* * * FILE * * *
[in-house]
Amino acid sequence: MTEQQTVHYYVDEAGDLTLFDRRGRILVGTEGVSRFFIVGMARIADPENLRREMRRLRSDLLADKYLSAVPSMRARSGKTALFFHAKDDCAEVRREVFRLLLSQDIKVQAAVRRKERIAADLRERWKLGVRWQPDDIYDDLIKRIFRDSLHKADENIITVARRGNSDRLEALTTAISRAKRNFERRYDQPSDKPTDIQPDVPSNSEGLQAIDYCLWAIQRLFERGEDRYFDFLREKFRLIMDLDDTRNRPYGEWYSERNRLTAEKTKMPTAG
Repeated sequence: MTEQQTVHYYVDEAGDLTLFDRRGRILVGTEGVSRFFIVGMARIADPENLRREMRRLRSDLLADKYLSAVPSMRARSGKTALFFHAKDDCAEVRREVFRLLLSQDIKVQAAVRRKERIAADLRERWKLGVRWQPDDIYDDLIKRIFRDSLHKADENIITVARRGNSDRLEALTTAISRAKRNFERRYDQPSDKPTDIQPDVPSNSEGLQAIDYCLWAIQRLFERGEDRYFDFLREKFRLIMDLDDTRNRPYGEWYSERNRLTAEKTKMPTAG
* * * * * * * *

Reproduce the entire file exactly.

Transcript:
[in-house]
Amino acid sequence: MTEQQTVHYYVDEAGDLTLFDRRGRILVGTEGVSRFFIVGMARIADPENLRREMRRLRSDLLADKYLSAVPSMRARSGKTALFFHAKDDCAEVRREVFRLLLSQDIKVQAAVRRKERIAADLRERWKLGVRWQPDDIYDDLIKRIFRDSLHKADENIITVARRGNSDRLEALTTAISRAKRNFERRYDQPSDKPTDIQPDVPSNSEGLQAIDYCLWAIQRLFERGEDRYFDFLREKFRLIMDLDDTRNRPYGEWYSERNRLTAEKTKMPTAG
Repeated sequence: MTEQQTVHYYVDEAGDLTLFDRRGRILVGTEGVSRFFIVGMARIADPENLRREMRRLRSDLLADKYLSAVPSMRARSGKTALFFHAKDDCAEVRREVFRLLLSQDIKVQAAVRRKERIAADLRERWKLGVRWQPDDIYDDLIKRIFRDSLHKADENIITVARRGNSDRLEALTTAISRAKRNFERRYDQPSDKPTDIQPDVPSNSEGLQAIDYCLWAIQRLFERGEDRYFDFLREKFRLIMDLDDTRNRPYGEWYSERNRLTAEKTKMPTAG